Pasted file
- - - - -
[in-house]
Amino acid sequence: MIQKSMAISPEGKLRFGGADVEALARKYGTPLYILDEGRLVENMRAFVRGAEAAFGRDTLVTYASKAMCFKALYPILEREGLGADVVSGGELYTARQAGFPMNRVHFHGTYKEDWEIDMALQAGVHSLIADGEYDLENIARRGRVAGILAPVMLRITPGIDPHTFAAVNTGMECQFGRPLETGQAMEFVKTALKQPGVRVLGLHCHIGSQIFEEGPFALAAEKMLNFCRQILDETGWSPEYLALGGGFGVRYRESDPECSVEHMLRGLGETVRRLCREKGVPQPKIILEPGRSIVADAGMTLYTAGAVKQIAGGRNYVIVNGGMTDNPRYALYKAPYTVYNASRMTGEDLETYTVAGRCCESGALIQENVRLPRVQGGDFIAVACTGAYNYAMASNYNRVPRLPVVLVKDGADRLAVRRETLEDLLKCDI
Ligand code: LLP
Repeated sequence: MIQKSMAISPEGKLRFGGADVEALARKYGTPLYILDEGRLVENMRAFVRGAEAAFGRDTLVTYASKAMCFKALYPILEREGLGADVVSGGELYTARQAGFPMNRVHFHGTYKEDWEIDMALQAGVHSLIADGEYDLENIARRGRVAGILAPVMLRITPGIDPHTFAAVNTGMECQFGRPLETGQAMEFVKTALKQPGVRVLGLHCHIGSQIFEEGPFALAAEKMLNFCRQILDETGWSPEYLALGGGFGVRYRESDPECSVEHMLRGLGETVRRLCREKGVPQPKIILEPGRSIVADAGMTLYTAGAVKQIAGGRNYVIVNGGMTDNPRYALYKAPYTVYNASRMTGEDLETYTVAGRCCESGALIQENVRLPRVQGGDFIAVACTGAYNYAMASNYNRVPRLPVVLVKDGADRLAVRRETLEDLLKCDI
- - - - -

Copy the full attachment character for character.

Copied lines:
[in-house]
Amino acid sequence: MIQKSMAISPEGKLRFGGADVEALARKYGTPLYILDEGRLVENMRAFVRGAEAAFGRDTLVTYASKAMCFKALYPILEREGLGADVVSGGELYTARQAGFPMNRVHFHGTYKEDWEIDMALQAGVHSLIADGEYDLENIARRGRVAGILAPVMLRITPGIDPHTFAAVNTGMECQFGRPLETGQAMEFVKTALKQPGVRVLGLHCHIGSQIFEEGPFALAAEKMLNFCRQILDETGWSPEYLALGGGFGVRYRESDPECSVEHMLRGLGETVRRLCREKGVPQPKIILEPGRSIVADAGMTLYTAGAVKQIAGGRNYVIVNGGMTDNPRYALYKAPYTVYNASRMTGEDLETYTVAGRCCESGALIQENVRLPRVQGGDFIAVACTGAYNYAMASNYNRVPRLPVVLVKDGADRLAVRRETLEDLLKCDI
Ligand code: LLP
Repeated sequence: MIQKSMAISPEGKLRFGGADVEALARKYGTPLYILDEGRLVENMRAFVRGAEAAFGRDTLVTYASKAMCFKALYPILEREGLGADVVSGGELYTARQAGFPMNRVHFHGTYKEDWEIDMALQAGVHSLIADGEYDLENIARRGRVAGILAPVMLRITPGIDPHTFAAVNTGMECQFGRPLETGQAMEFVKTALKQPGVRVLGLHCHIGSQIFEEGPFALAAEKMLNFCRQILDETGWSPEYLALGGGFGVRYRESDPECSVEHMLRGLGETVRRLCREKGVPQPKIILEPGRSIVADAGMTLYTAGAVKQIAGGRNYVIVNGGMTDNPRYALYKAPYTVYNASRMTGEDLETYTVAGRCCESGALIQENVRLPRVQGGDFIAVACTGAYNYAMASNYNRVPRLPVVLVKDGADRLAVRRETLEDLLKCDI